The energy conversion process has always fascinated us. So to begin, we start with sand, particularly the Silicon in the sand. When solar cells are formed they are formed with pure silicon that is doped with impurities such as phosphorous or boron to create N-Type and P-Type cells, respectively. This creates the crucial positive and negative differential needed for the energy in photons to push electrons from the N-Type side to the P-Type side, thus creating a steady flow of electrons, or electricity. This technology was originally discovered by nineteen-year-old French physicist Edmund Becquerel, while experimenting with an electrolytic cell made up of two metal electrodes. Since then the technology has been developed and refined to be the efficient powerhouse that it is today. Thanks Edmund!
Now that we have our steady flow of electrons, or electricity, its time to convert it into a form your home can use. This is what's called Inversion. When your solar modules generate energy, it's generating DC or Direct Current electricity. Unfortunately, thanks to Nikola Tesla, your home does not run on DC, but on AC or Alternating Current. So when the energy comes from your panels, in order to use that energy, we must convert it from DC to AC. There are a few different types of inverters that are common in the industry today, Central Inversion and Micro Inversion. There are a few crucial differences between these two processes, essentially location of inversion, and the effect this has on the efficiency of the panels. Here we will go into the difference between the two inversion processes as well as some analogies to help you visualize what is really going on.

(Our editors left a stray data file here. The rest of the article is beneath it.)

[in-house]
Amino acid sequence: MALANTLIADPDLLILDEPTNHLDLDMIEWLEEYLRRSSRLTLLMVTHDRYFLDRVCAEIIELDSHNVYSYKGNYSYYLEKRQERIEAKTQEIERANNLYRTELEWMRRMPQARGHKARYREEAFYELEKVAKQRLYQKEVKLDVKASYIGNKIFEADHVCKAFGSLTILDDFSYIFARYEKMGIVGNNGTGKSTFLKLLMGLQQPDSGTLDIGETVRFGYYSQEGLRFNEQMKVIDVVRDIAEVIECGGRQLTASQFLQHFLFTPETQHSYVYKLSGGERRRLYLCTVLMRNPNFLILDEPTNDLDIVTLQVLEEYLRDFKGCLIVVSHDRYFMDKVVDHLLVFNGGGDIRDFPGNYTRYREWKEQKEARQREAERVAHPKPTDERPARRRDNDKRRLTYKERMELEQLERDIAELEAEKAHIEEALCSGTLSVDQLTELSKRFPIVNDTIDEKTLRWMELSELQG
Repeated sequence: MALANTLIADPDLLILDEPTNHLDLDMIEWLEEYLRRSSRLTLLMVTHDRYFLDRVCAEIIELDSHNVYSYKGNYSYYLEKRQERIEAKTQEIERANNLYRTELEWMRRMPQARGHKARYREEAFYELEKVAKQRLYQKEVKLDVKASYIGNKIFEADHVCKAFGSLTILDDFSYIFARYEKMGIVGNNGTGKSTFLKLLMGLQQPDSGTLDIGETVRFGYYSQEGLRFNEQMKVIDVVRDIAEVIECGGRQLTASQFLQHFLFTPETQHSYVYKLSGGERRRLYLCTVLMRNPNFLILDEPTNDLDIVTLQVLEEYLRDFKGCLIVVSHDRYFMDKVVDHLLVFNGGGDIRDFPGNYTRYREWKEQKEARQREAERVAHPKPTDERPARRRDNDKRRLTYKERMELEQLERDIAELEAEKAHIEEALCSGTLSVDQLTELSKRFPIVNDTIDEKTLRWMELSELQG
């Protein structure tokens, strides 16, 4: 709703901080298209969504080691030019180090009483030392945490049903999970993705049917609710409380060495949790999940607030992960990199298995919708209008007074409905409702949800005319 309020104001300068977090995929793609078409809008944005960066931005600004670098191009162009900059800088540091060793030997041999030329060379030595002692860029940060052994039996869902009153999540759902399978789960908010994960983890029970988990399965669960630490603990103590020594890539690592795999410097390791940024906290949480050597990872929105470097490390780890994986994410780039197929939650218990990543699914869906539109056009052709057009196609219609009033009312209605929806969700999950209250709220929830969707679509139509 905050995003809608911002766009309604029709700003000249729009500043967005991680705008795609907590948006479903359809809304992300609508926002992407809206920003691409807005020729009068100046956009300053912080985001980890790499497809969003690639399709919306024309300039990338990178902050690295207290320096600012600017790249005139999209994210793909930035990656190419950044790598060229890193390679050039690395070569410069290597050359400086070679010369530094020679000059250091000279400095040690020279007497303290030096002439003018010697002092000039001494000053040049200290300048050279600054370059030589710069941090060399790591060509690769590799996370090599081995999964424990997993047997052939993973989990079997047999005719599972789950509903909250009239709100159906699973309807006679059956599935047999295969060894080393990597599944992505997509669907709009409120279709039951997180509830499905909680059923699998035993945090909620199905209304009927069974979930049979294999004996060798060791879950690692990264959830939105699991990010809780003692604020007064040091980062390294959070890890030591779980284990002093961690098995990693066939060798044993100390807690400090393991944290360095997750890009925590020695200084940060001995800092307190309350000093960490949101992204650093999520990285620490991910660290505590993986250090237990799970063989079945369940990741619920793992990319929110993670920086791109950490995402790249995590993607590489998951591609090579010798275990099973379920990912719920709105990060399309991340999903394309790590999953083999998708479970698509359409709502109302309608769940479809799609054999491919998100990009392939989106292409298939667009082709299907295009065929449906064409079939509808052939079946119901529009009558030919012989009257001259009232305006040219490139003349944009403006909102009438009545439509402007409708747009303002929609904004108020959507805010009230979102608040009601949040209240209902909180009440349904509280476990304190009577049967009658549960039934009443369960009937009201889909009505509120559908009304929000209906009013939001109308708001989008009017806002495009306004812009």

Once the energy is converted to AC, it simply is wired into your breaker with respect to National Electrical Code or NEC. Your home or business is now literally running off of the sun. What a fantastic world we live in where we can pull useful energy from our infinitely renewable resource, the sun. Because the majority of electrical work for most homes have already been done it is easy to wire in the energy generated by the Solar Modules. But now you might be asking yourself, "What happens at night?" or "What happens to the excess energy that my system will generate?"
For all intents and purposes, you can think of the grid as your own personal Solar Energy Storage System. When the sun is at its peak, and your Solar System is generating energy at its maximum, you are producing more energy that you are using. But where does that energy go? Back to the grid! Yes the energy that you produce in excess goes right back to the grid through your meter, your meter tracks how much goes in and come out of your system, creating a net balance "Bank" that you essentially deposit and withdrawal energy from. This allows you to supply energy to other homes that are wired to the grid when you are generating more than you need, and use that credited energy when your system isn't producing, like at night.
A nice house, a clean design... when Nick Donzelli and Mike Comerford put their heads together, they came up with a shining example of what a solar design could be functionally, financially, and aesthetically.Get a Quote!